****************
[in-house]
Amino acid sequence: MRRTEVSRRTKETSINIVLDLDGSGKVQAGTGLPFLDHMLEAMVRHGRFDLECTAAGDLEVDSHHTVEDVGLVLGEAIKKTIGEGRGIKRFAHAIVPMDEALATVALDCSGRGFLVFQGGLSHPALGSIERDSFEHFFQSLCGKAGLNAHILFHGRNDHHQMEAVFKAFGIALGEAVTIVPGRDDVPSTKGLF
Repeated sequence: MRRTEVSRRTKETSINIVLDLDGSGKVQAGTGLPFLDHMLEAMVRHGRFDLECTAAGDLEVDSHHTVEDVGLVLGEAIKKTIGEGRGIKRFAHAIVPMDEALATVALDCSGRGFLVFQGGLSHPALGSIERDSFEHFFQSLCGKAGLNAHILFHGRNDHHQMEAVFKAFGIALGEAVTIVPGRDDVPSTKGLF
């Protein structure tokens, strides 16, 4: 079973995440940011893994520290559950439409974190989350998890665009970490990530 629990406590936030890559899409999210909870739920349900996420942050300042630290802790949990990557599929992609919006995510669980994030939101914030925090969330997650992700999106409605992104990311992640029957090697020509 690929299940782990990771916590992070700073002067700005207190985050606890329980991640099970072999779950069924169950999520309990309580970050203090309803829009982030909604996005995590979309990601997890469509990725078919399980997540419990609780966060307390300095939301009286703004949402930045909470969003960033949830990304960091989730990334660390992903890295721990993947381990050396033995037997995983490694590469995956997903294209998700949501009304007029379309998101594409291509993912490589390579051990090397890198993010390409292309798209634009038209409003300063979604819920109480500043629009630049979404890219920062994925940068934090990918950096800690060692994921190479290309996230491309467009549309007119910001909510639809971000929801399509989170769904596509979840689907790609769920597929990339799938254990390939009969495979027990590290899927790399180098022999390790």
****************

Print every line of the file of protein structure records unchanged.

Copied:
[in-house]
Amino acid sequence: MRRTEVSRRTKETSINIVLDLDGSGKVQAGTGLPFLDHMLEAMVRHGRFDLECTAAGDLEVDSHHTVEDVGLVLGEAIKKTIGEGRGIKRFAHAIVPMDEALATVALDCSGRGFLVFQGGLSHPALGSIERDSFEHFFQSLCGKAGLNAHILFHGRNDHHQMEAVFKAFGIALGEAVTIVPGRDDVPSTKGLF
Repeated sequence: MRRTEVSRRTKETSINIVLDLDGSGKVQAGTGLPFLDHMLEAMVRHGRFDLECTAAGDLEVDSHHTVEDVGLVLGEAIKKTIGEGRGIKRFAHAIVPMDEALATVALDCSGRGFLVFQGGLSHPALGSIERDSFEHFFQSLCGKAGLNAHILFHGRNDHHQMEAVFKAFGIALGEAVTIVPGRDDVPSTKGLF
């Protein structure tokens, strides 16, 4: 079973995440940011893994520290559950439409974190989350998890665009970490990530 629990406590936030890559899409999210909870739920349900996420942050300042630290802790949990990557599929992609919006995510669980994030939101914030925090969330997650992700999106409605992104990311992640029957090697020509 690929299940782990990771916590992070700073002067700005207190985050606890329980991640099970072999779950069924169950999520309990309580970050203090309803829009982030909604996005995590979309990601997890469509990725078919399980997540419990609780966060307390300095939301009286703004949402930045909470969003960033949830990304960091989730990334660390992903890295721990993947381990050396033995037997995983490694590469995956997903294209998700949501009304007029379309998101594409291509993912490589390579051990090397890198993010390409292309798209634009038209409003300063979604819920109480500043629009630049979404890219920062994925940068934090990918950096800690060692994921190479290309996230491309467009549309007119910001909510639809971000929801399509989170769904596509979840689907790609769920597929990339799938254990390939009969495979027990590290899927790399180098022999390790």